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Louisiana's Vanishing ActIn the post-Civil War era, residents in Louisiana moaned and groaned about flooding in the area, according to Cliff Mugnier, Surveying Instructor & Chief of Geodesy at Louisiana State University.
"Now they're moaning and groaning because the Army Corps [of Engineers] did something about it," Mugnier said. At that time, the Corps sent the army south with two missions: to protect the nation's farmlands from flooding, and to maintain the nation's ports, harbors and navigable waterways. That's exactly what the army did-by building levees.
The levees, however, have stopped silt from building up the delta of the Mississippi River-and now the state of Louisiana is sinking. "If the delta isn't replenished with new silts and sands," said Mugnier, "the littoral waters will then inundate those portions of the delta and Louisiana starts losing parts of its coastlines." Other factors also influence Louisiana's subsidence, including oil and gas extraction, the rise of sea level, ground water removal and tectonic plate activity.
Concerned about this growing coastal crisis, the Louisiana Governor's Office of Coastal Activities hosted a workshop last December to resolve the problem of measuring coastal subsidence. The White House Office of Science and Technology Policy convened the conference, titled "Measuring & Predicting Elevation Change in the Mississippi River Deltaic System." Cosponsoring the event were the National Oceanic and Atmospheric Administration (NOAA), the United States Geological Survey (USGS), the United States Army Corps of Engineers, the Louisiana Department of Transportation and Development and the Louisiana Department of Natural Resources.
Coastal Louisiana is part of a 10,000-square mile system of wetlands, distributary ridges, barrier shorelines, shallow bays and other features that is geologically and ecologically dynamic. In fact, about 1,900 square miles of former landscape has become permanently flooded within the past 100 years. A similar fate is projected for another 700 square miles by 2050 unless dramatic action is taken.
"We were trying to get national attention to the problem," said Len Bahr, Ph.D., coastal science advisor to the governor of Louisiana for the past 13 years. Bahr summed up the theme of the December workshop as gaining an understanding of how fast Louisiana is sinking and of how to measure elevations.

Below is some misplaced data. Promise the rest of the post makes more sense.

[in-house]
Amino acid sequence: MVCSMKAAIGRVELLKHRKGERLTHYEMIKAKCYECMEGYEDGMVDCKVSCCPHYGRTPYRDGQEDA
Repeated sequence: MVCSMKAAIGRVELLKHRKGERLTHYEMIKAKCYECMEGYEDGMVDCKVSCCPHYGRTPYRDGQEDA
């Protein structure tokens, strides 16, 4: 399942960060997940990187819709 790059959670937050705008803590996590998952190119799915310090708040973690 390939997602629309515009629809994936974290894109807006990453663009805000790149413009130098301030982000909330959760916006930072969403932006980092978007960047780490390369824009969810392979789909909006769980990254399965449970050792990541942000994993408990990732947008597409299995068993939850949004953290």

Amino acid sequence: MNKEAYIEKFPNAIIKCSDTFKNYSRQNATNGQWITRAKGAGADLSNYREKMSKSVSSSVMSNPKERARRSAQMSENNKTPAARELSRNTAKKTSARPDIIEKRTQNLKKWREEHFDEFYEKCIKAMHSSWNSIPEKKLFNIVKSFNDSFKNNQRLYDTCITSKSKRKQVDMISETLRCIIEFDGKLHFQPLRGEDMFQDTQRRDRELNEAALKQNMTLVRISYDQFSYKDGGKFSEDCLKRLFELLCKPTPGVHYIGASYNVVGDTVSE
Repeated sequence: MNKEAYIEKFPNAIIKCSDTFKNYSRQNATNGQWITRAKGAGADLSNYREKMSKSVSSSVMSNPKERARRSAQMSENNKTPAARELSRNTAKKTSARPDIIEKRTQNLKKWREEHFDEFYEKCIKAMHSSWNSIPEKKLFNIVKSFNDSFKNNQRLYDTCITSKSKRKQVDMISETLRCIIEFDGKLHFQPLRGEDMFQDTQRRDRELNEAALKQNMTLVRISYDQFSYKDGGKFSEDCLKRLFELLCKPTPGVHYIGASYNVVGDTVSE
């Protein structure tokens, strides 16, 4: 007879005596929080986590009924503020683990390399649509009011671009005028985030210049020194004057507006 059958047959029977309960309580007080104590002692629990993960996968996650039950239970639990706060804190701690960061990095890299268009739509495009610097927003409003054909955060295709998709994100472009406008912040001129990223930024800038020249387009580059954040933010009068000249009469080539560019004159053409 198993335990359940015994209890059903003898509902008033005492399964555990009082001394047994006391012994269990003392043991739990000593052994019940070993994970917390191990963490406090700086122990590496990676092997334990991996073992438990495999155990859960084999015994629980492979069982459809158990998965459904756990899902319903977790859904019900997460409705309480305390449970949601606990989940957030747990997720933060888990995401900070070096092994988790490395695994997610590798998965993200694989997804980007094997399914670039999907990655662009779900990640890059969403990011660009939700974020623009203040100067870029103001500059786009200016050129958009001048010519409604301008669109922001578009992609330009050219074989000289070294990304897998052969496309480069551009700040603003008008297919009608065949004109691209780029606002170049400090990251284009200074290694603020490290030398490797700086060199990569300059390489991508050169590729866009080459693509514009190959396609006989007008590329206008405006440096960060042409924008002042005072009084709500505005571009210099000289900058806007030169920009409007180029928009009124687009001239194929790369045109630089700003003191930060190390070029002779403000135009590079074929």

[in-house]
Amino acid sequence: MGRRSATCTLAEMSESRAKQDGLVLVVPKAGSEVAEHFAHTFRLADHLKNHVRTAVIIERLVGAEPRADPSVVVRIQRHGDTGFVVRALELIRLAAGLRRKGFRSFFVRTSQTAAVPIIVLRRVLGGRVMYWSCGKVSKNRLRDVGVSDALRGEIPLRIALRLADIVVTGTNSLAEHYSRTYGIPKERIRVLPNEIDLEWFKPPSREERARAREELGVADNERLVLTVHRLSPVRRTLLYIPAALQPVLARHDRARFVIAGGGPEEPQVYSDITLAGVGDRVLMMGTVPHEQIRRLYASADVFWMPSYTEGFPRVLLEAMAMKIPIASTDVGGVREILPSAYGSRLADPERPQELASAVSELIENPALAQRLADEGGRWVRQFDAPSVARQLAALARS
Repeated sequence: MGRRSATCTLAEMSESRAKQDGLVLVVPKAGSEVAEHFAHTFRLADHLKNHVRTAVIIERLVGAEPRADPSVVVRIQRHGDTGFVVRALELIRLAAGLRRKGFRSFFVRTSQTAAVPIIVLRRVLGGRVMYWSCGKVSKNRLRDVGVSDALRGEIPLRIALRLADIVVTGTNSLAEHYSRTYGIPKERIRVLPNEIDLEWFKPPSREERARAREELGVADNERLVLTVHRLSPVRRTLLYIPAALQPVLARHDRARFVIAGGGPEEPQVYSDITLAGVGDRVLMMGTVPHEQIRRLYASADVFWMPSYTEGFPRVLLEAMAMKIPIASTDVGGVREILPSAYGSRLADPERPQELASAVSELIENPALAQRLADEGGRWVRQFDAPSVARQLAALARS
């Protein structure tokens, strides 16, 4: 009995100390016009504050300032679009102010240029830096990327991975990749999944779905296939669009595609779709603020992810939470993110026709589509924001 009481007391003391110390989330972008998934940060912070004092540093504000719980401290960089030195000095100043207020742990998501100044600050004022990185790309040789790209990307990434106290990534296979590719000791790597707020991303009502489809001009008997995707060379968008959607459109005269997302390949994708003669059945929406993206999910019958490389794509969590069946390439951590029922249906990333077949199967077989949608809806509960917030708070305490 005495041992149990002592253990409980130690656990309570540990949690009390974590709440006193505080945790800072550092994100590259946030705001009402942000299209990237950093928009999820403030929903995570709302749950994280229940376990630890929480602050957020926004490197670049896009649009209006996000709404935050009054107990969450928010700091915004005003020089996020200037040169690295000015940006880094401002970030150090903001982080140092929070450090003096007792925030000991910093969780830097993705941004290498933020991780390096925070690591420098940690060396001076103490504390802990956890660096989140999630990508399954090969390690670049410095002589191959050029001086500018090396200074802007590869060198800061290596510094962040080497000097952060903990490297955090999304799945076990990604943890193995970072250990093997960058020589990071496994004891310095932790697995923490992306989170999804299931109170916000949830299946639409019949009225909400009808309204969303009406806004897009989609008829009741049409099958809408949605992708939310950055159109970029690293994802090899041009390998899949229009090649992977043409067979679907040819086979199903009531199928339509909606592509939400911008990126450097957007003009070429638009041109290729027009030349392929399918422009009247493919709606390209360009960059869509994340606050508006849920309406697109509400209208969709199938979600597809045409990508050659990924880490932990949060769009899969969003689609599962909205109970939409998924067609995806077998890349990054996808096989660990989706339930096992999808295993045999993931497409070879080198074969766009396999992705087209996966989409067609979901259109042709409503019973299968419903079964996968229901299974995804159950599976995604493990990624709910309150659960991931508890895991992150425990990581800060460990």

LaNell Aston, project manager for the Texas tide gauge program known as the Texas Coastal Ocean Observation Network (TCOON), was the keynote speaker at the conference. Charles Groat, Ph.D., director of USGS, and Gene Whitney, Ph.D., analyst for the White House Office of Science and Technology Policy, were also featured speakers.
Kristen Tronvig, MS, NOAA's COASTAL program manager, pointed out that the most incredible aspect of the workshop was that so many state and federal agencies came together. "It's not common," she said, "for all of them to be together at the same time, in the same place, working on the same issue."
This issue includes research to conduct surveys for evacuation routes during times of severe storms and hurricanes, another task on NOAA's list. "If you understand sea level rise and subsidence, you can apply it to emergency preparedness, restoration [and other issues]," Tronvig said.
Virtually every social, economic and environmental issue in coastal Louisiana is affected by the low-lying and ever-changing geometry. Emphasizing this point, Cindy Fowler, MS, an information technology specialist at NOAA, said, "We have bench marks out there local surveyors are using that have moved [because of subsidence]."
No one at the workshop questioned the need for accurate elevation measurements and knowledge of rates of change within Louisiana. But it was during the conference meetings that all of the gathered agencies agreed to cooperate to coordinate subsidence measurement in the future. Because of this, Fowler reported that the workshop was a success.